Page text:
Roy Scheider:  "I think we’re going to need a bigger boat."
In this case, the boat we need is a thriving private sector with a growing economy, and we need it now.  California cannot sustain the nation's largest and most costly state government without a vigorous private sector.

As astonishing as the aforementioned numbers might seem, they are only part of the story.  EDD provides data that allows CMTA to track total employment and wages by 19 specific industry sectors.  For example, the average wage in the manufacturing sector is $64,220 per year while the average wage in the health care & social assistance sector is $48,256.  The manufacturing sector has seen an inordinate decline of 473,500 lost jobs while the health care & social assistance sector has seen the largest increase in jobs, with government running a close second.

Overall, the declining job sectors have seen a loss of 730,000 jobs with an average annual wage of $69,000, while the job growth sectors account for 948,000 new jobs with an annual wage of only $45,500.  Who could possibly be happy with these results or argue that these numbers are good for California’s workers?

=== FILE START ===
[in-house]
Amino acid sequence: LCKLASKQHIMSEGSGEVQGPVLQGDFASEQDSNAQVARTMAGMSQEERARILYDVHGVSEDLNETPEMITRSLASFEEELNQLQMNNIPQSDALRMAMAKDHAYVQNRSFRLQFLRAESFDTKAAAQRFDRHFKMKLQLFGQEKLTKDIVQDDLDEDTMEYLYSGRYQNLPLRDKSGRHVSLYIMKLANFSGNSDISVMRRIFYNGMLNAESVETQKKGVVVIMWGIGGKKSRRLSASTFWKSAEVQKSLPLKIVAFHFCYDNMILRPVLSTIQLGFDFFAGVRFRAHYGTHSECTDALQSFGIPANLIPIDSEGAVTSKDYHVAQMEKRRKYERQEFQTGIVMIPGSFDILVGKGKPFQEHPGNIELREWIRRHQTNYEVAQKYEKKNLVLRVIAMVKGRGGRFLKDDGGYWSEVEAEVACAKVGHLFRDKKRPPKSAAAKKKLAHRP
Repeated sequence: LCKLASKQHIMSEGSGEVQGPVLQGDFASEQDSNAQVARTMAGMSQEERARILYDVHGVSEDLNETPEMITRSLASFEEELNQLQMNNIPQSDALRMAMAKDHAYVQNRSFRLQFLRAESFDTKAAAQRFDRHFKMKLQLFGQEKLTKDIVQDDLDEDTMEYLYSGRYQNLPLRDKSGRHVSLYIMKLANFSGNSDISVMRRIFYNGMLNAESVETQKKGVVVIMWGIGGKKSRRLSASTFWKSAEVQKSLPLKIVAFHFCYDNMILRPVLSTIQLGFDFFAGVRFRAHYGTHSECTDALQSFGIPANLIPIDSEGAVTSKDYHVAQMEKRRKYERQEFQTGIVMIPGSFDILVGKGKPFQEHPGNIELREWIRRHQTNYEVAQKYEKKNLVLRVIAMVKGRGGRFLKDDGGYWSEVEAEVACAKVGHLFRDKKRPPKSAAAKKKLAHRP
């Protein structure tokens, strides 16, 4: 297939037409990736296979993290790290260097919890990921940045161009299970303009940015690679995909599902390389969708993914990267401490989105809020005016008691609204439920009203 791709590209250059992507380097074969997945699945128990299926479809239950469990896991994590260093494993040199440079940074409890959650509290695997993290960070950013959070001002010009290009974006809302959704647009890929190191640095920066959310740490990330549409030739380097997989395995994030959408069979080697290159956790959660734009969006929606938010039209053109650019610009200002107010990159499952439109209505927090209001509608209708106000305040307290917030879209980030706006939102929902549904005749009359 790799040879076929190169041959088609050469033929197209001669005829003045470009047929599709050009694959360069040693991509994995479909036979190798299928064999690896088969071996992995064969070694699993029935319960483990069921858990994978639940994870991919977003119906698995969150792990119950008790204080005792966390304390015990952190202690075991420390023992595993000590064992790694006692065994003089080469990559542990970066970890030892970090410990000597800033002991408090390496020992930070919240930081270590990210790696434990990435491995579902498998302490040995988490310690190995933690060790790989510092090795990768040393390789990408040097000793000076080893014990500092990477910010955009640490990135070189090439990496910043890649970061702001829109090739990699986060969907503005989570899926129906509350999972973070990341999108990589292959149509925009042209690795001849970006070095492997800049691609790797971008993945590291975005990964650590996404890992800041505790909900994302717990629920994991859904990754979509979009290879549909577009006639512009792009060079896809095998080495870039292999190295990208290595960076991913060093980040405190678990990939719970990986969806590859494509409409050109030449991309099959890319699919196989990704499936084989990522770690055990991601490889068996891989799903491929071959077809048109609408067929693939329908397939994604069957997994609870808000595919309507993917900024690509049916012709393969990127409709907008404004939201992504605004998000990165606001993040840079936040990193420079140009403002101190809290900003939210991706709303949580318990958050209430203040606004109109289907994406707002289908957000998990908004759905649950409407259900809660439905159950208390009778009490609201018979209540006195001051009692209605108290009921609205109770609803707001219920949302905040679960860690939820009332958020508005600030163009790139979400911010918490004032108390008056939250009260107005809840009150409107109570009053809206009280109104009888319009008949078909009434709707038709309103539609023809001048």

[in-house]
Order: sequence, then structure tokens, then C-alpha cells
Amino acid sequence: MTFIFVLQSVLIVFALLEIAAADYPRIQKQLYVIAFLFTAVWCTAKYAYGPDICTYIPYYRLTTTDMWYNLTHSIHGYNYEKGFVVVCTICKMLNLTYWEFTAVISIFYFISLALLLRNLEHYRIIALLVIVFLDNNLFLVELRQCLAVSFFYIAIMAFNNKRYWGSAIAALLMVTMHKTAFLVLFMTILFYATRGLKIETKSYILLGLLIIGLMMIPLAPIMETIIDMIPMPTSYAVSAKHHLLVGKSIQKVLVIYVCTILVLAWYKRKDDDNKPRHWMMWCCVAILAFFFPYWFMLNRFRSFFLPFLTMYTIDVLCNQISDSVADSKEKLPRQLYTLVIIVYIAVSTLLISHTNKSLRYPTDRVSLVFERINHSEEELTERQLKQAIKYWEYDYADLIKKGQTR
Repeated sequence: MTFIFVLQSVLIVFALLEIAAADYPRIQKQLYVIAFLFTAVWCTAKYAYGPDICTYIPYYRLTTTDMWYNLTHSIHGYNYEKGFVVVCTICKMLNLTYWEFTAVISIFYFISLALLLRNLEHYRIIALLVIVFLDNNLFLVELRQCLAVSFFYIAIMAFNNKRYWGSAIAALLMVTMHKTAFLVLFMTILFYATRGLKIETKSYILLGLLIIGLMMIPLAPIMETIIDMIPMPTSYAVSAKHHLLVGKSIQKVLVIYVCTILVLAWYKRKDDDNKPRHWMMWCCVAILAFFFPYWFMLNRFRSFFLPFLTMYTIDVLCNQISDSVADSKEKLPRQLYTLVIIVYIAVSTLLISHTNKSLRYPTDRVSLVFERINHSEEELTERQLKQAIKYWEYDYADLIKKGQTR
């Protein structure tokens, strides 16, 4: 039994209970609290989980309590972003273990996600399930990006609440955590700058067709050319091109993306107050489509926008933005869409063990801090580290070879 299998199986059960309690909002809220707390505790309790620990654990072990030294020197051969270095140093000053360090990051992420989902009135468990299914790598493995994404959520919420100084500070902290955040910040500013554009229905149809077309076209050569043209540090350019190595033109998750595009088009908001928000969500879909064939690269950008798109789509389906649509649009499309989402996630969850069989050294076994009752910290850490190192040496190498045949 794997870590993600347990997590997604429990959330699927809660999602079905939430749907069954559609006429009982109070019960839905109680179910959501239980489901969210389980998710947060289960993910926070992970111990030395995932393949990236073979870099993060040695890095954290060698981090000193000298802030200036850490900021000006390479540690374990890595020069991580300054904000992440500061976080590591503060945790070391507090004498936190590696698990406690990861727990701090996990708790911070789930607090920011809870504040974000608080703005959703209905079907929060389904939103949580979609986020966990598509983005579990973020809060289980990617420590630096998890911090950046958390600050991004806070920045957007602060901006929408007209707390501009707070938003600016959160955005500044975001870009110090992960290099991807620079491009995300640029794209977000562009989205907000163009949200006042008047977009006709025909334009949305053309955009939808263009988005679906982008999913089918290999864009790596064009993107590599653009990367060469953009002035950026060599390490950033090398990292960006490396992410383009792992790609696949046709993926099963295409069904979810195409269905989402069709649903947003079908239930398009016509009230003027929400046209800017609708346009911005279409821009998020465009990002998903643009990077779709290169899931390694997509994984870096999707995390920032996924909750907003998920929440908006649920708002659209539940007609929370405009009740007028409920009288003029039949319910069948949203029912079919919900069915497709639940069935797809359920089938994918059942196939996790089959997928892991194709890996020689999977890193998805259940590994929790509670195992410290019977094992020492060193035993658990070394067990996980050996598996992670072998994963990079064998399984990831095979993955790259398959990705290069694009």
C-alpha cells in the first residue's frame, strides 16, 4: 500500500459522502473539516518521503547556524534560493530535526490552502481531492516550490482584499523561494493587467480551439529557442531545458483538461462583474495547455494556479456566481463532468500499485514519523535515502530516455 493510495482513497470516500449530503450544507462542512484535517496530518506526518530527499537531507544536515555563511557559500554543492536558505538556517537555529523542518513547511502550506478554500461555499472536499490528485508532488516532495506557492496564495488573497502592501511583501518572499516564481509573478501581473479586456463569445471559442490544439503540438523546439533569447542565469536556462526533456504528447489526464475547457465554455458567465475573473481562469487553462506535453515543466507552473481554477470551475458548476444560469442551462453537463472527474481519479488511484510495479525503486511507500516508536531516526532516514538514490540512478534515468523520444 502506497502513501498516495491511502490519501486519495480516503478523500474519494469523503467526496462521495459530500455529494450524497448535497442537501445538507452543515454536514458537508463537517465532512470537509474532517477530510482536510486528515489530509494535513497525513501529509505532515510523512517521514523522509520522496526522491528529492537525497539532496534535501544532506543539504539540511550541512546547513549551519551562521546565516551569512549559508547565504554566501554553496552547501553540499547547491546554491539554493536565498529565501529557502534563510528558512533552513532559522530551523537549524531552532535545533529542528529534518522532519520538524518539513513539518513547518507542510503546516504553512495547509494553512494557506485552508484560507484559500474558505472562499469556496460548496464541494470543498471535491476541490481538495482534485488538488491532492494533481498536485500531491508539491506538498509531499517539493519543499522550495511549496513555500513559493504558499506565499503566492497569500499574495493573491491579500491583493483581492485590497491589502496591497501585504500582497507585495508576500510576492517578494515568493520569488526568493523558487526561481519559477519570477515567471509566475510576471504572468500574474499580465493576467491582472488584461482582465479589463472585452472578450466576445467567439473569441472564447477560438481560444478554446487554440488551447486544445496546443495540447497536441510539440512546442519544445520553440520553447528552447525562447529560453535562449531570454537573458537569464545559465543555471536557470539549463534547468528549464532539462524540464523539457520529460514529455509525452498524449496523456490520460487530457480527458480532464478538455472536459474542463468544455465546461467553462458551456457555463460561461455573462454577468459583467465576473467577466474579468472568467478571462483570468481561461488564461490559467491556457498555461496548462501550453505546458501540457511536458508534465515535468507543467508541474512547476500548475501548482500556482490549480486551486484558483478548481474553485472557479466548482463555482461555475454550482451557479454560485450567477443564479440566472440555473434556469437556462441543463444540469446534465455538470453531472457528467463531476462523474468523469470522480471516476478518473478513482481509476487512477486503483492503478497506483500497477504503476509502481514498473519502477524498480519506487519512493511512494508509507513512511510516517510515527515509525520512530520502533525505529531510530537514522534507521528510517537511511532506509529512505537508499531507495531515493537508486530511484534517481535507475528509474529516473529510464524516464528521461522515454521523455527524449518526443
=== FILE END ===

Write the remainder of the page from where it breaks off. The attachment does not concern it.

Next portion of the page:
Not included in this data are the recent layoff announcements we've read about in the media, such as Boeing, NEC, Home Depot, OptiSolar, etc.  Here's a sampling of layoffs -- not "furloughs" -- that were scheduled in the private sector for January and February, according to California's EDD WARN statistics:

  • Adobe Systems Incorporated -- San Francisco, Layoff date: 2/3/09, Employees affected: 75
  • Cadence Design System, Inc. -- San Jose, Layoff date: 1/4/09, Employees affected: 245
  • National Semiconductor Corporation -- Santa Clara,  Layoff date: 1/13/09, Employees affected: 151
  • Palm, Inc. -- Sunnyvale, Layoff date: 1/19/09, Employees affected: 107
  • Sandisk Corporation -- Milpitas, Layoff date: 1/11/09, Employees affected: 96